I’m under 250 lbs at last!
15 lbs to go before I progress from obese to merely overweight.
I felt so good this past weekend that I played more actively than usual with my GSD, running around and doing sharp cuts on the back porch as we played dog soccer.
The predictable result was that I tore the MCL in my right knee.
Talk about a bummer.
I need to be able to do a lot of physical stuff later this week, in NY, when I start to to get rid of all the furniture, books, and bric-a-bric in the house that I’m selling up there.
How am I going to accomplish this with a bum knee?
I feel and look better after losing 23 lbs in 2 months, but I need to slowly build up to moving around as I once did before gaining all this weight from the treatment I undertook for Graves’ Disease.
So easy does it, for now.
I had to buy a black knee brace from Winn-Dixie on Saturday, and I am training myself to walk without putting undue pressure on my right foot.
I’m supposed to rest the knee in an elevated position for a week till it self-heals; this is only a Stage 1 tear, so no need to go to a doctor.
Instead, I am soon going to be carrying boxes full of books, old clothes, towels, cutlery, and dishware down various flights of extremely steep stairs to the basement befor they are carting off by Junkluggers.
I have to do this.
I have to empty out the place of as much loose stuff as possible, with help from Junkluggers (who will cart off the boxes of loose stuff), before the heavy duty furniture movers come on Friday May 5 and clear out the big tickets items, such as the beds, mattresses, sofa, desks, wall units, and so on.
It’s a complete bitch, and I am really worried that my knee will become unstable from this exertion and lay me out flat at some point — unless I hire someone to help me fill the boxes with the loose stuff and take them down to the basement for Junkluggers to haul away.
For now I can still walk around without a cane or, God forbid, a rollator.
A lot of people who make it to my age (71) can’t ever walk around normally.
So I’m not complaining.
And the weight loss is obviously a good thing, especially as I was fast becoming borderline Type 2.
I have to keep at it, knowing full well that the next 20 lbs or so are going to be harder to get rid of: I’m hoping by August, barring any more injuries.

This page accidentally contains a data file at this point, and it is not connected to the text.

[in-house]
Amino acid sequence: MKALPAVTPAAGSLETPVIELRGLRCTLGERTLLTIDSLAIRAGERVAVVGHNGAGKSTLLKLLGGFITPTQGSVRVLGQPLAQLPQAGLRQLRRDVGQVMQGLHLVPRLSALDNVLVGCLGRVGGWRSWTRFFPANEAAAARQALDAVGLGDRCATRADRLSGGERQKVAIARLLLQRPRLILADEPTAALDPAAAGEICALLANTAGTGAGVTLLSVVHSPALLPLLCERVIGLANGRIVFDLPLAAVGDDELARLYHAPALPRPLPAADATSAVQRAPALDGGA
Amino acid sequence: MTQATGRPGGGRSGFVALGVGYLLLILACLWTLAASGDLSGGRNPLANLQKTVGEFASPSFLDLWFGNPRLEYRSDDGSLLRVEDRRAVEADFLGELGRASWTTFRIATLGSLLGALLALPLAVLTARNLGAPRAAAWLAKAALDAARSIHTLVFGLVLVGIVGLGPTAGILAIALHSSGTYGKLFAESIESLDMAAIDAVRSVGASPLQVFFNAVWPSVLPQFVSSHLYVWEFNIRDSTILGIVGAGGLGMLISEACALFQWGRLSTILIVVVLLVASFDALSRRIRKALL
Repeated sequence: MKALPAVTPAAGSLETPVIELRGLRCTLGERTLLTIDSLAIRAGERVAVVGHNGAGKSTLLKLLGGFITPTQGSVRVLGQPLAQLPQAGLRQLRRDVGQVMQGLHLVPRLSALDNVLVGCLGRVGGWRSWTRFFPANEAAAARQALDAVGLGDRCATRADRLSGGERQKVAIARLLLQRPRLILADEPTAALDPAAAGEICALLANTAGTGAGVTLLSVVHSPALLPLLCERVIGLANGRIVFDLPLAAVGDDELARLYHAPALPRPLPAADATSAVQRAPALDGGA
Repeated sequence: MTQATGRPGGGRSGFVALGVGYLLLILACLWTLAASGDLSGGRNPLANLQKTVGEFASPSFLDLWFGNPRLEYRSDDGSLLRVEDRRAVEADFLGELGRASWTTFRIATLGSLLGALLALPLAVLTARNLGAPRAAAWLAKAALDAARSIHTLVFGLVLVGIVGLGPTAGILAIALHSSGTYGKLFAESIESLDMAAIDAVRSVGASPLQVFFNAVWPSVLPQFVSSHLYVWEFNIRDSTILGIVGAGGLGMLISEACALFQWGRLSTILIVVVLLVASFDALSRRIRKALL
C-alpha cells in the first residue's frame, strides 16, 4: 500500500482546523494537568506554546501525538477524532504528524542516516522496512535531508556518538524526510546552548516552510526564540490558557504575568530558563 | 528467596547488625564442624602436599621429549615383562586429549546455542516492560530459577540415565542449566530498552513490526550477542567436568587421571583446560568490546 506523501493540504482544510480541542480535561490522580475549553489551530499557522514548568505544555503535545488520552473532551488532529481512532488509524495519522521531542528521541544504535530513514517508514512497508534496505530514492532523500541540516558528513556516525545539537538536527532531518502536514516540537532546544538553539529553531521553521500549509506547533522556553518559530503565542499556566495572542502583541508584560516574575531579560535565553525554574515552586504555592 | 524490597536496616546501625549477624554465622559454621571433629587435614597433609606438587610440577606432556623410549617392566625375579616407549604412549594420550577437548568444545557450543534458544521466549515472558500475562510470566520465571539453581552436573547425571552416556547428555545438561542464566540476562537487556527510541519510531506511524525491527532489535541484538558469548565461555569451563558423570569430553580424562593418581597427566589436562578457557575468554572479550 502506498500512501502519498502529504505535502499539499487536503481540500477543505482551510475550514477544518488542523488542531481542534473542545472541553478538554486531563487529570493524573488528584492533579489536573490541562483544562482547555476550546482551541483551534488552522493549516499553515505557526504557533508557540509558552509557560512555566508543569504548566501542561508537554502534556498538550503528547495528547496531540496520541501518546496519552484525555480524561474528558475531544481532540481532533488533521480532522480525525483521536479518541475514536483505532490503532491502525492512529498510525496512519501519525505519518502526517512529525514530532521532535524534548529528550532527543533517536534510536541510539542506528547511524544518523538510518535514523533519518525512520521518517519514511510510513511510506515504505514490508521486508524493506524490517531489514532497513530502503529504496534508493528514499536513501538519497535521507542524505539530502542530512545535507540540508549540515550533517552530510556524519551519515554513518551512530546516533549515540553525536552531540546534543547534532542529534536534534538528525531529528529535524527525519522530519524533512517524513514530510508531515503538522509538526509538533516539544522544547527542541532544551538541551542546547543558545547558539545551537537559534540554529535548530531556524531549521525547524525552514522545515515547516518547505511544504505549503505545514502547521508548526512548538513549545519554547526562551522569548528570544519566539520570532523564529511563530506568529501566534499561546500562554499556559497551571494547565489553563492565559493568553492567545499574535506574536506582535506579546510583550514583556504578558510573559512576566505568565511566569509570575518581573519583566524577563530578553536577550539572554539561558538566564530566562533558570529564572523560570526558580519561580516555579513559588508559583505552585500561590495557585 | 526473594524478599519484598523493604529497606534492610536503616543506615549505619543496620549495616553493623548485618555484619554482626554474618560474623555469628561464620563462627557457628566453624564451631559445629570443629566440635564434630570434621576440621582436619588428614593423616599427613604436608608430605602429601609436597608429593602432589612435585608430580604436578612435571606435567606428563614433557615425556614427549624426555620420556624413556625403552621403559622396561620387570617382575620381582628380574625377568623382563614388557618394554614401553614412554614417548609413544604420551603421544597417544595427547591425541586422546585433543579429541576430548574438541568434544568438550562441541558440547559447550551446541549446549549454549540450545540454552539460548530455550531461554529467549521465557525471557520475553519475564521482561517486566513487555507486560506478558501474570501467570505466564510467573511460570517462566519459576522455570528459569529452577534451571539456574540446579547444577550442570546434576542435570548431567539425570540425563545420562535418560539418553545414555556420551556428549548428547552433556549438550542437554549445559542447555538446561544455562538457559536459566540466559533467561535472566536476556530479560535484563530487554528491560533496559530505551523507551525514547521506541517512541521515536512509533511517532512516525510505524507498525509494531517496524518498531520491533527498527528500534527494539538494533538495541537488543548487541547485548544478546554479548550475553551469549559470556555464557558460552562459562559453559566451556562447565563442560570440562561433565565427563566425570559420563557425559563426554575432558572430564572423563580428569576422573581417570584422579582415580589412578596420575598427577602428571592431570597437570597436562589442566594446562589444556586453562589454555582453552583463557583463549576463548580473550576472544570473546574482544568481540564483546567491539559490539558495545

So even though my knee hurts like hell right now, I am going to keep it positive and do what needs to be done to preserve my mobility while accomplishing what needs to be done.
The reward at the end of this tunnel of pain is going to be very sweet, but more than just the money, which of course is rather important.
Now that I am on the verge of having economic security for the first time in a life filled with long patches of poverty and self destructive behavior, I am actually looking forward to the future — something I haven’t really felt since I was 18.
But to enjoy the good life for any length of time, I will need to be much fitter than I am today.
Now I finally understand why the geezers around here go around on all these endless manic walks.
It’s not that they particularly want to look good — though many do, as vanity is a tenacious bitch.
Nobody really looks that good after 60, though you can look darn pretty good at 60 or 70 — for 60 or 70.
It’s more that they want to improve their chances of waking up in the morning to smell whatever bouquet of roses life is still sending their way.
Nothing wrong with that.
The moment you become disinterested in simple but important things like smelling roses or listening to the songbirds in the yard is likely one of those inflexion point moments when you probably need to worry about slipping away, every day a little more, into your own closed world, and maybe one day just packing it in and never coming back.
After decades of alcoholically-induced false elation and massive depression, as well as a sense of amorphous anger induced by a perception that life had somehow treated me unfairly, a protracted, self-absolving, responsibiilty-evading rationalization that, nevertheless, in my rare sober moments, was undercut by the nagging truth that I had been the one who let countless opportunities slip through my fingers, this sort of attitude is a big change for me.
I’m starting to enjoy it.